Since we all take these artistic, political and religious freedoms for granted, it’s hard  to understand what a radical revolution this was over the nearly thousand years that proceed it – in order to understand the importance of Dante or Shakespeare’s genius, we need to consider the Medieval world from which they emerged. 

Since 1184 The Inquisition had made it a crime to challenge the Church’s authority on any and all religious dogma; those who translated or read the Bible from any language but Latin were put to death;  there was no medical science at all, and thus no scientific concept of disease – because the very concept of Aristotelian scientific thinking was seen as a threat to faith and Biblical revelation.  Consider, for example, that it was illegal to examine a human corpse to understand human anatomy or examine the nature of disease.  Heck, there wasn’t even plumbing throughout Europe because the mathematical and organizational principles necessary to create such technology had been swept aside with the Roman Empire.

The Real Revolution: A Change In Human Consciousness
Before this era, Michelangelo could not have sculpted the David in part because the technical ability to create a free standing statue like this had been lost for nearly 1000 years, as had the desire to do so, so the more important reason is that Medieval Europeans could not see or understand the human form in this kind of detail, and they could not even begin to grasp the human form as an object of beauty;  until the Renaissance this way of seeing the human form would have been considered sinful and pointless (consider how this Medieval Christian disregard for the human form is also rooted in Neo-Platonism).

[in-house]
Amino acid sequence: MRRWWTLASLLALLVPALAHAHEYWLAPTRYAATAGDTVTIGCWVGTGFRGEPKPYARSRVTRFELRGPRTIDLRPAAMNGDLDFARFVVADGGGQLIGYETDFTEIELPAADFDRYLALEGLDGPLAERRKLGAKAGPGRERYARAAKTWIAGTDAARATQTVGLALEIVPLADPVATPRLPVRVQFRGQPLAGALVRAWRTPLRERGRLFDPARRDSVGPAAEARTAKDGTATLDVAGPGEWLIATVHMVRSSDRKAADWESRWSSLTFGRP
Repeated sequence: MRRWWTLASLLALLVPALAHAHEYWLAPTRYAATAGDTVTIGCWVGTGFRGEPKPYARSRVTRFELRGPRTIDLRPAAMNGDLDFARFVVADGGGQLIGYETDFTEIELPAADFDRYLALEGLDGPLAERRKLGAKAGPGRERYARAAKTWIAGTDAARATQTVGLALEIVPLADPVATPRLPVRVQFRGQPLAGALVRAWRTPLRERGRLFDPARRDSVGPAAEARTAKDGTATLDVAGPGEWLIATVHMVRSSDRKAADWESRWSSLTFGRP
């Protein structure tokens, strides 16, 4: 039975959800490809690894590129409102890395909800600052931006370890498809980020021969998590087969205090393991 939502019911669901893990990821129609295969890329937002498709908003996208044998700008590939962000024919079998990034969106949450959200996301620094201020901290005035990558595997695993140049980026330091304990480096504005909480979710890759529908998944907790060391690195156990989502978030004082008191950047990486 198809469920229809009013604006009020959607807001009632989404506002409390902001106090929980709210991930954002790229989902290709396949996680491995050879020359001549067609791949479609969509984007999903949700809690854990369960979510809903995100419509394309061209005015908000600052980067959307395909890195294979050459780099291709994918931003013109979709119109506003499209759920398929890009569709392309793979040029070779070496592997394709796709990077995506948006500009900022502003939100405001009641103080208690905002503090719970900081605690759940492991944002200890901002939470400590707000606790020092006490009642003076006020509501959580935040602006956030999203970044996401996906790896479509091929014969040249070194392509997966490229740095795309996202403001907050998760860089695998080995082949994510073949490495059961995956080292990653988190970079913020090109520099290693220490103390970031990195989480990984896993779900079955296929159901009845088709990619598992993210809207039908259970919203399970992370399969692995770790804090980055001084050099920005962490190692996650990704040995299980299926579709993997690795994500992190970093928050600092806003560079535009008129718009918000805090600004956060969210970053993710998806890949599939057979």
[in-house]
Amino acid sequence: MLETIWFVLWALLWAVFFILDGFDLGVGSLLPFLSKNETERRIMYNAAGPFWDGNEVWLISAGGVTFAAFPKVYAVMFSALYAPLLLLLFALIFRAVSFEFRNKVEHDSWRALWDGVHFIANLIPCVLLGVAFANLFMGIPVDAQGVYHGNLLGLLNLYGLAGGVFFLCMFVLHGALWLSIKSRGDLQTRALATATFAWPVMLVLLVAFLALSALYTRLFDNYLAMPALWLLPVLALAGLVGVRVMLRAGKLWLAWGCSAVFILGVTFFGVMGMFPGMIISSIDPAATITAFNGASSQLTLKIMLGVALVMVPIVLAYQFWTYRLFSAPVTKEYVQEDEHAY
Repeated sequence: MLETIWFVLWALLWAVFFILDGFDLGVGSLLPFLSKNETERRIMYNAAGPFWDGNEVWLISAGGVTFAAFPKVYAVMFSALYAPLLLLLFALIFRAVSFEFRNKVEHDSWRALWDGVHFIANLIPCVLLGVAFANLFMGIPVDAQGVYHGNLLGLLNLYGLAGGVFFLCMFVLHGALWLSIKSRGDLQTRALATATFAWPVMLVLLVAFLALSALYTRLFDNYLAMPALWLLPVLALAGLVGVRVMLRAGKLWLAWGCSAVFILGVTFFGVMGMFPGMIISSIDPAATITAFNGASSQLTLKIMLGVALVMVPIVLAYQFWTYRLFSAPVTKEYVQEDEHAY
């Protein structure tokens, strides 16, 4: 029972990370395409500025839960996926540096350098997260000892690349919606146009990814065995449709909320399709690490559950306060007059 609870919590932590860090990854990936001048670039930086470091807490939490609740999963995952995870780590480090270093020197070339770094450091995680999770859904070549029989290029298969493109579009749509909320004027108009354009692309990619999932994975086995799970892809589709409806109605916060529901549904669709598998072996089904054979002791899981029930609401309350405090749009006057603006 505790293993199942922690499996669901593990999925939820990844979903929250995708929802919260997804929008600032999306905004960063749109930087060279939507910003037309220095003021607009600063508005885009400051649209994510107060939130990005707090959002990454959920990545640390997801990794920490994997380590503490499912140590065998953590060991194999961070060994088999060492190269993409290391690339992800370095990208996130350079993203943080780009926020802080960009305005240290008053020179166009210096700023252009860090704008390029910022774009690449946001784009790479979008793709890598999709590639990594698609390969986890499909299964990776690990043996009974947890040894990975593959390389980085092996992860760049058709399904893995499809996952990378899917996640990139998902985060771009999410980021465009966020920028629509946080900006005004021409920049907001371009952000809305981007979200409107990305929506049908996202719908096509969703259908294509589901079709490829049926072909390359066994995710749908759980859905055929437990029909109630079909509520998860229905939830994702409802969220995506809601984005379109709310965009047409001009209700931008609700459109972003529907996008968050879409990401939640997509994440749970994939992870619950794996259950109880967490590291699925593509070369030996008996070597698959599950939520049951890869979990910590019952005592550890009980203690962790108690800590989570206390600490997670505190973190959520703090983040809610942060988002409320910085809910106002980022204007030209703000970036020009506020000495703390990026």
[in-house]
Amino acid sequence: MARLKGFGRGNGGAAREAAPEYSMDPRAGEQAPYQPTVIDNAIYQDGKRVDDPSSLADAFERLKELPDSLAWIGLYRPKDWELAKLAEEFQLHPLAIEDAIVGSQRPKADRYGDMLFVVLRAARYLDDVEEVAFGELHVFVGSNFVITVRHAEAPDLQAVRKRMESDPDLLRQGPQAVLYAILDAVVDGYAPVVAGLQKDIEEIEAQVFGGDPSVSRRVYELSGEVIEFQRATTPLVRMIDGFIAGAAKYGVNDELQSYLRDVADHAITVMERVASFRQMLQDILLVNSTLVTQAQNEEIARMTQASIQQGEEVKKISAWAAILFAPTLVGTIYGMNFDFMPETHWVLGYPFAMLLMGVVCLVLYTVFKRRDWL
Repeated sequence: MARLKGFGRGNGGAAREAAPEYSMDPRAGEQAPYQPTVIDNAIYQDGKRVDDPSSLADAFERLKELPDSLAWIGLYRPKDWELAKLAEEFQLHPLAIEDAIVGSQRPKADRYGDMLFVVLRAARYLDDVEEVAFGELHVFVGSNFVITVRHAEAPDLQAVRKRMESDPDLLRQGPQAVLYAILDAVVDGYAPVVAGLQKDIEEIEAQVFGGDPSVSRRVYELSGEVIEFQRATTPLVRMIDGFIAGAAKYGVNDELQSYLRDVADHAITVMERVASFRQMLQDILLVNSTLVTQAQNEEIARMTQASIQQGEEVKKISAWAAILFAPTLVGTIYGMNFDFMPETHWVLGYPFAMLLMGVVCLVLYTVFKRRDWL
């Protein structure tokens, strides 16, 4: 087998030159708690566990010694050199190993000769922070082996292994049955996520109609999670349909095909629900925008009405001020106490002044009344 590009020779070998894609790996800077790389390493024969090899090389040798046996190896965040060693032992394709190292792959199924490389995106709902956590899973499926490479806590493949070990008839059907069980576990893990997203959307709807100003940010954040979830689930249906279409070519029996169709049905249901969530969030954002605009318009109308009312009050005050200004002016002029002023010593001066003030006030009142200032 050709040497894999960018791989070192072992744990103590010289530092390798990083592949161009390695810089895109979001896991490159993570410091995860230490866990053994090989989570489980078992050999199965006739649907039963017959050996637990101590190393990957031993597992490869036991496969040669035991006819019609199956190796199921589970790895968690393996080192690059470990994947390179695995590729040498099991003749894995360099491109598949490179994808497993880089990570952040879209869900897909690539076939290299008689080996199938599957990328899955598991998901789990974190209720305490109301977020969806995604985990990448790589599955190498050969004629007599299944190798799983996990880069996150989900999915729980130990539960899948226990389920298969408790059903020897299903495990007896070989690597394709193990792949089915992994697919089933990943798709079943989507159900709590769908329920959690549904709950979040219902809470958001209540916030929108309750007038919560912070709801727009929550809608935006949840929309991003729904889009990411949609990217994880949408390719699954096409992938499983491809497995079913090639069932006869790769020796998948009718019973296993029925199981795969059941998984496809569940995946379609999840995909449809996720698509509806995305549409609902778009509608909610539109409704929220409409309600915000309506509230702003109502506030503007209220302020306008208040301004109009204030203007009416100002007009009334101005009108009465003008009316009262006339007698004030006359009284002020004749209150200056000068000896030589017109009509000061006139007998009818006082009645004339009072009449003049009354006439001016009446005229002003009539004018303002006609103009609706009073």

Shakespeare could not have written Romeo And Juliette because a few hundred years earlier no Englishman would have read a Greek or Roman tragedy, and no Englishman would have a well developed, conscious conception and appreciation for Greek tragedy – or perhaps even of the beauty inherent to Romantic love.  He could not have written  Hamlet before his own time because, quite simply, before this time there was no one capable of thinking as humanistically -- as deeply, openly and honestly -- about the nature of human existence, devoid of theological-supernatural explanations.  It is not simply that Shakespeare could write with genius, it is that he could conceive of genius -- that is that Shakespeare could conceive of a mind as deep and skeptical as Hamlet's mind -- and that there were people who understand and learn from this genius.  In other words, it takes genius to understand and then represent what it's like to be genius.

Copernicus (1473 – 1543), Kepler (1571-1630) and Galileo’s (1564 – 1642) disproving the Church’s doctrine that the earth is the center of the universe doesn’t just mark the fact that Europeans had rediscovered Greek mathematics and learned how to apply them to the natural world: the real miracle is that these men were capable of even thinking to challenge Aristotle and the Bible, that it even occurred to them that such a thing was possible, that it even occurred to them that they, themselves, mere mortal men, could look up into the sky and into their equations and chart the heavens and explain our place in it.


And of course their books were banned and burned and Galileo spent his remaining years under house arrest.  So, the change did not occur overnight – and for millions of people on this planet, who still view the universe through Medieval superstition, it never occurred – and it did not occur without a bitter and often violent struggle. But the change begins here, in the 14th century, in, ironically, the seat of the most powerful Medieval authority: the Catholic church.